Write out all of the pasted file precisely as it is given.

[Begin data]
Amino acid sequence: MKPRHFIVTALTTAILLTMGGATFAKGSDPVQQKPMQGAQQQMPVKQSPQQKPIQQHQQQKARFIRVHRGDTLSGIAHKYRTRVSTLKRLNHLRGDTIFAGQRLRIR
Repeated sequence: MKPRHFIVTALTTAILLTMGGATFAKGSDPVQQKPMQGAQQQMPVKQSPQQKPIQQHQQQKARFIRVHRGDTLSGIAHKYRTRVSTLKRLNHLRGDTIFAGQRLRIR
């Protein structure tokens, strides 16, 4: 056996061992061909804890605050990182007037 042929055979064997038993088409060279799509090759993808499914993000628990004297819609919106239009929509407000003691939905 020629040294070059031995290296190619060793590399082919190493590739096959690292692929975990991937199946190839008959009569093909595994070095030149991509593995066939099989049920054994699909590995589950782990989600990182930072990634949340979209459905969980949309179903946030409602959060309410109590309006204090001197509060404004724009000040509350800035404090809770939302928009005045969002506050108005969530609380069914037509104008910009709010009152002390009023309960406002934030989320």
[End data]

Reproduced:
Amino acid sequence: MKPRHFIVTALTTAILLTMGGATFAKGSDPVQQKPMQGAQQQMPVKQSPQQKPIQQHQQQKARFIRVHRGDTLSGIAHKYRTRVSTLKRLNHLRGDTIFAGQRLRIR
Repeated sequence: MKPRHFIVTALTTAILLTMGGATFAKGSDPVQQKPMQGAQQQMPVKQSPQQKPIQQHQQQKARFIRVHRGDTLSGIAHKYRTRVSTLKRLNHLRGDTIFAGQRLRIR
């Protein structure tokens, strides 16, 4: 056996061992061909804890605050990182007037 042929055979064997038993088409060279799509090759993808499914993000628990004297819609919106239009929509407000003691939905 020629040294070059031995290296190619060793590399082919190493590739096959690292692929975990991937199946190839008959009569093909595994070095030149991509593995066939099989049920054994699909590995589950782990989600990182930072990634949340979209459905969980949309179903946030409602959060309410109590309006204090001197509060404004724009000040509350800035404090809770939302928009005045969002506050108005969530609380069914037509104008910009709010009152002390009023309960406002934030989320």